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    WICKLIF, Huss, Luther,—the Reformers,—stood upon the platform of “The Word of God, the whole Word of God, and nothing but the Word of God.” They abandoned the sophistries of the schools, and rested solely upon this declaration, which must be the basis of every true reform in all ages. While this principle was adhered to, the Reformation succeeded gloriously: when the principle was abandoned, the Reformation suffered accordingly. In the Word of God lies the strength of the work of God.ECE 772.1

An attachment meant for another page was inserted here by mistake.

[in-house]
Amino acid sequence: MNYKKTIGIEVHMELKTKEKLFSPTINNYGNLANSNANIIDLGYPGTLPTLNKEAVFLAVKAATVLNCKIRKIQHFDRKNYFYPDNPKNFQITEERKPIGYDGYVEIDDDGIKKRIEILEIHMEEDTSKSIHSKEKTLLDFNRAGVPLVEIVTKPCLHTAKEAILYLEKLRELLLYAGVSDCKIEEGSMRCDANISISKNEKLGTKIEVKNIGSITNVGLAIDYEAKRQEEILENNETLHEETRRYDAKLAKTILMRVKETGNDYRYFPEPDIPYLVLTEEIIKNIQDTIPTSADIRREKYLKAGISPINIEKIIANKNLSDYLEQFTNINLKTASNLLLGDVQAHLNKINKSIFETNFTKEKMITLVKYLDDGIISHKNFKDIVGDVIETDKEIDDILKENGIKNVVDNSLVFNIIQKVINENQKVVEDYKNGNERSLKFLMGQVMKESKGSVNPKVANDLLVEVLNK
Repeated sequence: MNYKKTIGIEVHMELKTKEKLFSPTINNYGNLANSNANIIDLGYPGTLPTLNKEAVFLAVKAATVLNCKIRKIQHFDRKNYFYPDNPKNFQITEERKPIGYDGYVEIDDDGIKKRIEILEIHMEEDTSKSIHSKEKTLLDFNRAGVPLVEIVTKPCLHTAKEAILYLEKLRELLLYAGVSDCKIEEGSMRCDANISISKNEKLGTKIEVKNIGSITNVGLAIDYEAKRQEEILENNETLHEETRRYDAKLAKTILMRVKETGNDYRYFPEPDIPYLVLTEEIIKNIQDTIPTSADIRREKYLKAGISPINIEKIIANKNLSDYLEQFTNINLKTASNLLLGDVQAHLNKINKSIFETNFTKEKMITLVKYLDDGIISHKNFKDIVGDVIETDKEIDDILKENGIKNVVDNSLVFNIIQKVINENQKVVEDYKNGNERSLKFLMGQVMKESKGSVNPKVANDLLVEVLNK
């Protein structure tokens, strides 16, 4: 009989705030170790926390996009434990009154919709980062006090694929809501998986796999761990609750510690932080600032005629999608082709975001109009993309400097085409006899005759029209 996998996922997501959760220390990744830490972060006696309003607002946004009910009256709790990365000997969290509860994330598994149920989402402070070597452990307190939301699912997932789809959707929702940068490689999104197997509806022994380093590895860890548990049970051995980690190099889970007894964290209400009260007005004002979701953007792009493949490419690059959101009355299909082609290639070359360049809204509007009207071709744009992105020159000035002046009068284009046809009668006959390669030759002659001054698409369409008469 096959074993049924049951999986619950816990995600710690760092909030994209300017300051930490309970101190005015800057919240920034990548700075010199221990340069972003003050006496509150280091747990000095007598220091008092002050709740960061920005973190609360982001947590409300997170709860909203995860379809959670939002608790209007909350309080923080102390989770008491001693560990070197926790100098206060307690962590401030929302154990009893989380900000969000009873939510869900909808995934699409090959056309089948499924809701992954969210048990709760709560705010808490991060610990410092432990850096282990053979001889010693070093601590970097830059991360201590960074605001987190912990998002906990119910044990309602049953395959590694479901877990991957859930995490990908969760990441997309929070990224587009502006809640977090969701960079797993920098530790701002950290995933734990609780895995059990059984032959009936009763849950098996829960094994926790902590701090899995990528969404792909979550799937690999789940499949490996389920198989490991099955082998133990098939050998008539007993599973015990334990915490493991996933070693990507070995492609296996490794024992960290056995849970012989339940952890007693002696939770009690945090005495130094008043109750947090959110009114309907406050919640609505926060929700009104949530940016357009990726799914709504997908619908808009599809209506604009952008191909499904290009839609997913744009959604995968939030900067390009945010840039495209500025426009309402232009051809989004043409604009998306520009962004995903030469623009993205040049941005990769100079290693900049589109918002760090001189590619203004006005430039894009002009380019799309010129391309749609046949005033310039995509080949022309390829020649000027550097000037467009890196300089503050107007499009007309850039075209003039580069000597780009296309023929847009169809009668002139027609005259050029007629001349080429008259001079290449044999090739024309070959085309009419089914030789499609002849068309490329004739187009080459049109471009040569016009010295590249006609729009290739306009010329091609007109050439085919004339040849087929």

2. In this position there was another great advantage that the Reformers held over their papal antagonists. So long as they stood by the Word of God alone, they occupied a field with which the papists were wholly unacquainted; and the more the Reformers studied and applied the plain Word of God, and nothing but the Word of God, the more easily they could defeat their adversaries. Their adversaries knew this, and therefore they employed every artifice to draw the Reformers into the scholastic field; for there the papists had every advantage which the Protestants had in the other. While the leaders of the Reformation lived, the papists were unsuccessful in every attempt in this direction, and so the Reformation was successful everywhere; but when these leaders were removed from the world, and their faith and zeal were not inherited by their successors, and when to the craftiness of the papists were added the zeal and artfulness of Loyola and his Order, the Protestants were finally corrupted by the arts and stratagems of their opponents and induced to revive the subtleties of the schools in defending and illustrating religious truth. So it may be said with truth that, while the Protestants imbibed scholasticism from the papacy, they allowed the papacy to steal from them their pure and true Protestantism. All that will be needed to demonstrate this will be simply to mention the subjects of controversy that engaged the Protestant disputants for more than a hundred years.ECE 772.2